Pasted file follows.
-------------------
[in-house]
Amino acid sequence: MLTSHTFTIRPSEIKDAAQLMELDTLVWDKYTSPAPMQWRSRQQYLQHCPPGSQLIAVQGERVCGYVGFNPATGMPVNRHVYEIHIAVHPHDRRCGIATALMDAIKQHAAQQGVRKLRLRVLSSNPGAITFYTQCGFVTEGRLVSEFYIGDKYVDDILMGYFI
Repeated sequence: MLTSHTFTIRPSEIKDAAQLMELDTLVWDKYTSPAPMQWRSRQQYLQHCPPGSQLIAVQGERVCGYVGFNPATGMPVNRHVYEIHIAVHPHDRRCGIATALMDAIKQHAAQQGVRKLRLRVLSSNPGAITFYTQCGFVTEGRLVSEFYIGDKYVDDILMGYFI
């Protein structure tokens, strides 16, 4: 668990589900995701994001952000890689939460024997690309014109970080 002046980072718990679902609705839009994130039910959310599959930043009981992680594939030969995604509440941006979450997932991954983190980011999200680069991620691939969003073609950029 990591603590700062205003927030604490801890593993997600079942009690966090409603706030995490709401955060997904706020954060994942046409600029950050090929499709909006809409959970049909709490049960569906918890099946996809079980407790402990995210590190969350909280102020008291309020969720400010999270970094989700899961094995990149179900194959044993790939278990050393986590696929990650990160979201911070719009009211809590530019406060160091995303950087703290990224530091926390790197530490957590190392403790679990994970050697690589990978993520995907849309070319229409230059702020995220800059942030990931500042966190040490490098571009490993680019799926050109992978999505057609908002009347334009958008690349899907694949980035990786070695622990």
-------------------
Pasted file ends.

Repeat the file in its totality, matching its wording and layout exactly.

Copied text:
[in-house]
Amino acid sequence: MLTSHTFTIRPSEIKDAAQLMELDTLVWDKYTSPAPMQWRSRQQYLQHCPPGSQLIAVQGERVCGYVGFNPATGMPVNRHVYEIHIAVHPHDRRCGIATALMDAIKQHAAQQGVRKLRLRVLSSNPGAITFYTQCGFVTEGRLVSEFYIGDKYVDDILMGYFI
Repeated sequence: MLTSHTFTIRPSEIKDAAQLMELDTLVWDKYTSPAPMQWRSRQQYLQHCPPGSQLIAVQGERVCGYVGFNPATGMPVNRHVYEIHIAVHPHDRRCGIATALMDAIKQHAAQQGVRKLRLRVLSSNPGAITFYTQCGFVTEGRLVSEFYIGDKYVDDILMGYFI
């Protein structure tokens, strides 16, 4: 668990589900995701994001952000890689939460024997690309014109970080 002046980072718990679902609705839009994130039910959310599959930043009981992680594939030969995604509440941006979450997932991954983190980011999200680069991620691939969003073609950029 990591603590700062205003927030604490801890593993997600079942009690966090409603706030995490709401955060997904706020954060994942046409600029950050090929499709909006809409959970049909709490049960569906918890099946996809079980407790402990995210590190969350909280102020008291309020969720400010999270970094989700899961094995990149179900194959044993790939278990050393986590696929990650990160979201911070719009009211809590530019406060160091995303950087703290990224530091926390790197530490957590190392403790679990994970050697690589990978993520995907849309070319229409230059702020995220800059942030990931500042966190040490490098571009490993680019799926050109992978999505057609908002009347334009958008690349899907694949980035990786070695622990």